The project does not currently have an end date, but the 2006 effort, part of a national urban development movement around public transportation, wants to use the area's foot-traffic to rejuvenate the neighborhood.

“There's a real ability for buildings to make space for these historic monuments,” said Roschen. “That's the ambition around Capitol Records–to let the new density actually provide a setting for this historic structure in a true gateway for Hollywood and, in many ways, for Los Angeles.”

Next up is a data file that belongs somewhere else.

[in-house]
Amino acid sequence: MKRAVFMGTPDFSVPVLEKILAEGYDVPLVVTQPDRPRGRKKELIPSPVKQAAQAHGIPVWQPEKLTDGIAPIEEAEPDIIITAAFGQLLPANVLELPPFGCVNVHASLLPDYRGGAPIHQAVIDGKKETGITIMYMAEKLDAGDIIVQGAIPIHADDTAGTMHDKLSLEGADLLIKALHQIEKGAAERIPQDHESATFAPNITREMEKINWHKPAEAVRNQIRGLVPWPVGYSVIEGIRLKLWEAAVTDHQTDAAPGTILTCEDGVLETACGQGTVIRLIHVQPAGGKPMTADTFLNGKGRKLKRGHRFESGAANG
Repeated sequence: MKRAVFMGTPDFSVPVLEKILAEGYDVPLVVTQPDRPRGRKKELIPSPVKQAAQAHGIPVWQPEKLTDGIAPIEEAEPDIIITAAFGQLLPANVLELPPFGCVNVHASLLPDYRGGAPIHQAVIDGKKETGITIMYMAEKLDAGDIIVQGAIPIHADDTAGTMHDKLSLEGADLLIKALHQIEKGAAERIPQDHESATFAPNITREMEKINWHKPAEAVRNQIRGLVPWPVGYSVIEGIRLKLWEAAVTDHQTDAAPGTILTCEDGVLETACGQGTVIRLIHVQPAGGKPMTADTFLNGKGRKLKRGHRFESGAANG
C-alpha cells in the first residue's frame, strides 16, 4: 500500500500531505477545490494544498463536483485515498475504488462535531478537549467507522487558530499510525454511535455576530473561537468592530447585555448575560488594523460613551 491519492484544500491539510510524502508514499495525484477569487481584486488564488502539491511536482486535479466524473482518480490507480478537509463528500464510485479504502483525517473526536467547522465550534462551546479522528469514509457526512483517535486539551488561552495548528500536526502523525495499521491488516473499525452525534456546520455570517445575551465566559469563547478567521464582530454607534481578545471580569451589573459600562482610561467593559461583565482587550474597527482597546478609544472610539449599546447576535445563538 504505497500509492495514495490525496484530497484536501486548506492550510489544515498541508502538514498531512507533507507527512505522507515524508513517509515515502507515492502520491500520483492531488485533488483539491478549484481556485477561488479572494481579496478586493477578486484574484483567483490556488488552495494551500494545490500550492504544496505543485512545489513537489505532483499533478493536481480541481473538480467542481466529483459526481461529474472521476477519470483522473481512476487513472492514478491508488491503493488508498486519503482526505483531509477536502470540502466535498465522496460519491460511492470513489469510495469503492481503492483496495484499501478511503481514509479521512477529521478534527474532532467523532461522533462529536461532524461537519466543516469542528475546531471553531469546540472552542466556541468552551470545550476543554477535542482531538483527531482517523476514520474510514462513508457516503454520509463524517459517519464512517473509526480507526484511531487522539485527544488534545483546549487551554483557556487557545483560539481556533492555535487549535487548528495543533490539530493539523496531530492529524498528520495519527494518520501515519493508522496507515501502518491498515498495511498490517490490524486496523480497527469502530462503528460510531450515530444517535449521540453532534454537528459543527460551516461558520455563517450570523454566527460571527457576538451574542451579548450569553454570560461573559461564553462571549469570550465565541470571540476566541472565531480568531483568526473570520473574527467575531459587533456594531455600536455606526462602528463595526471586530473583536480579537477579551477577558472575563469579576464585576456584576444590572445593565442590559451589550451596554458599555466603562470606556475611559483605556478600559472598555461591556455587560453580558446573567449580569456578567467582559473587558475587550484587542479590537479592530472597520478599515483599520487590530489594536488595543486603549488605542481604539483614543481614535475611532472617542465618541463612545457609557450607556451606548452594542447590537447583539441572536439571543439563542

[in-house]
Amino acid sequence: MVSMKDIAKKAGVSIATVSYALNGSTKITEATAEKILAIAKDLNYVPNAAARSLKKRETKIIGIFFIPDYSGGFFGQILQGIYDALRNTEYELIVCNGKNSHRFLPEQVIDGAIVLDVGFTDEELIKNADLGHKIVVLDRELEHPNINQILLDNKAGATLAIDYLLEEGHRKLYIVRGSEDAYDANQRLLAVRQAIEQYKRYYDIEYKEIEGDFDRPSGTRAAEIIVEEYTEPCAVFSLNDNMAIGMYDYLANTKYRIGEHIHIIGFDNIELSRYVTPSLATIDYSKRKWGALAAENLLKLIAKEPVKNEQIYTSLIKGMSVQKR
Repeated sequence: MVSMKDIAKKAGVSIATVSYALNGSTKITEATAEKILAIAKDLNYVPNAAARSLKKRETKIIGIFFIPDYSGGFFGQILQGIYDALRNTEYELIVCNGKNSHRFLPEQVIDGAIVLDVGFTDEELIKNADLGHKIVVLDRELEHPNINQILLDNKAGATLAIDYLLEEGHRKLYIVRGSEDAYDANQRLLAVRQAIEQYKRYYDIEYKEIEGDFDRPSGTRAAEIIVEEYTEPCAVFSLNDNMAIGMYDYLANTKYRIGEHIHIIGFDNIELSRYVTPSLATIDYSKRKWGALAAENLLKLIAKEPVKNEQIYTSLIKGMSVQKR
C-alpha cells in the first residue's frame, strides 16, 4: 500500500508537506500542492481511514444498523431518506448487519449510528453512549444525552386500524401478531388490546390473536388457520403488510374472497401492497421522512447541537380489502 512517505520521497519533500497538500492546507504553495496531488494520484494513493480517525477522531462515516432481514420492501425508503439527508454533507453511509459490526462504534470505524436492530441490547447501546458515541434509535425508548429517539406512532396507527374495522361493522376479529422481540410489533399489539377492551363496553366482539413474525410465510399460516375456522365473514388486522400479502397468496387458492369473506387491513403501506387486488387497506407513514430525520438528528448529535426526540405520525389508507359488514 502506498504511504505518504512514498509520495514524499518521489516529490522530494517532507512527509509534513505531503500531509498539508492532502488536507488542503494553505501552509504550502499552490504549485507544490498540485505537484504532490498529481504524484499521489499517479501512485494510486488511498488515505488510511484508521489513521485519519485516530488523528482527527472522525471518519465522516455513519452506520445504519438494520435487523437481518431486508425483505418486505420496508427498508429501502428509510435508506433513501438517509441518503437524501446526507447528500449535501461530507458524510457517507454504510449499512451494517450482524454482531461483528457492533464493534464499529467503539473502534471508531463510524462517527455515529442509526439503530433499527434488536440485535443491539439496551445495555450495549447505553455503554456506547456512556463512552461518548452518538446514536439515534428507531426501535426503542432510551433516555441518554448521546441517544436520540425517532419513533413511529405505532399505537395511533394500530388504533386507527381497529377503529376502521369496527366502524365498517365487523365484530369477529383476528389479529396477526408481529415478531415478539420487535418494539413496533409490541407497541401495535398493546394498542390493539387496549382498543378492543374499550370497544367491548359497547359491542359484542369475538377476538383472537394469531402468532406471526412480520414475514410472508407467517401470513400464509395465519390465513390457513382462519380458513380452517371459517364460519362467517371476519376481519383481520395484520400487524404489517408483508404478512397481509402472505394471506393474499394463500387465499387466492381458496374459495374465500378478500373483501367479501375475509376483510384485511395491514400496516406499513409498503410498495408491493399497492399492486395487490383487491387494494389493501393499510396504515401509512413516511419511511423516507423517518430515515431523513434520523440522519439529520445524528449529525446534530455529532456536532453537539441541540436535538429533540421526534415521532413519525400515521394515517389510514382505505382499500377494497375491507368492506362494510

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Freeze!

LAPD headquarters could be saved by new lawsuit